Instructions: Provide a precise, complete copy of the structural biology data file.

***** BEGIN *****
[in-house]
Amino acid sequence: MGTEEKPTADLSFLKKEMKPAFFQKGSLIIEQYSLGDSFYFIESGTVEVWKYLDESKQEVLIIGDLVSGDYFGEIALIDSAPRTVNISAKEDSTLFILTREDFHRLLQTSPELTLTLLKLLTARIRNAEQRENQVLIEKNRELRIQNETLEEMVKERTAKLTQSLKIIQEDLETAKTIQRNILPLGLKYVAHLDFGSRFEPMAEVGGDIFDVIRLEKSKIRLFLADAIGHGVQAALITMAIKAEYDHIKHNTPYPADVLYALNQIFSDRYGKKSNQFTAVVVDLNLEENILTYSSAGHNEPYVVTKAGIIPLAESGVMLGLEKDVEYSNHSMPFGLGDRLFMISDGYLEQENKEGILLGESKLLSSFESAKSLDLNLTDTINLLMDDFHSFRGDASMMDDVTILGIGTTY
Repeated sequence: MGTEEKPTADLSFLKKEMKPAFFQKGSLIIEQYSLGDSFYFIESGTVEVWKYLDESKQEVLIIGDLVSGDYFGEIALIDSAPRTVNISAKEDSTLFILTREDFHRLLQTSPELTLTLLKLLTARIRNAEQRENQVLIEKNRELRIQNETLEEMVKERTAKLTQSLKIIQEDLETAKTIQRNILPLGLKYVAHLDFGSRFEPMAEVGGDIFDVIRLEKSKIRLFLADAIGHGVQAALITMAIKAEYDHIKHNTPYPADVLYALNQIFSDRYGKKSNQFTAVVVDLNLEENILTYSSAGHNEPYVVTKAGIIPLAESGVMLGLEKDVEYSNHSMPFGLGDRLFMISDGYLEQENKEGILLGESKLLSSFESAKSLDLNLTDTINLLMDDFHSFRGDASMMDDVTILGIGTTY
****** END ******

[in-house]
Amino acid sequence: MGTEEKPTADLSFLKKEMKPAFFQKGSLIIEQYSLGDSFYFIESGTVEVWKYLDESKQEVLIIGDLVSGDYFGEIALIDSAPRTVNISAKEDSTLFILTREDFHRLLQTSPELTLTLLKLLTARIRNAEQRENQVLIEKNRELRIQNETLEEMVKERTAKLTQSLKIIQEDLETAKTIQRNILPLGLKYVAHLDFGSRFEPMAEVGGDIFDVIRLEKSKIRLFLADAIGHGVQAALITMAIKAEYDHIKHNTPYPADVLYALNQIFSDRYGKKSNQFTAVVVDLNLEENILTYSSAGHNEPYVVTKAGIIPLAESGVMLGLEKDVEYSNHSMPFGLGDRLFMISDGYLEQENKEGILLGESKLLSSFESAKSLDLNLTDTINLLMDDFHSFRGDASMMDDVTILGIGTTY
Repeated sequence: MGTEEKPTADLSFLKKEMKPAFFQKGSLIIEQYSLGDSFYFIESGTVEVWKYLDESKQEVLIIGDLVSGDYFGEIALIDSAPRTVNISAKEDSTLFILTREDFHRLLQTSPELTLTLLKLLTARIRNAEQRENQVLIEKNRELRIQNETLEEMVKERTAKLTQSLKIIQEDLETAKTIQRNILPLGLKYVAHLDFGSRFEPMAEVGGDIFDVIRLEKSKIRLFLADAIGHGVQAALITMAIKAEYDHIKHNTPYPADVLYALNQIFSDRYGKKSNQFTAVVVDLNLEENILTYSSAGHNEPYVVTKAGIIPLAESGVMLGLEKDVEYSNHSMPFGLGDRLFMISDGYLEQENKEGILLGESKLLSSFESAKSLDLNLTDTINLLMDDFHSFRGDASMMDDVTILGIGTTY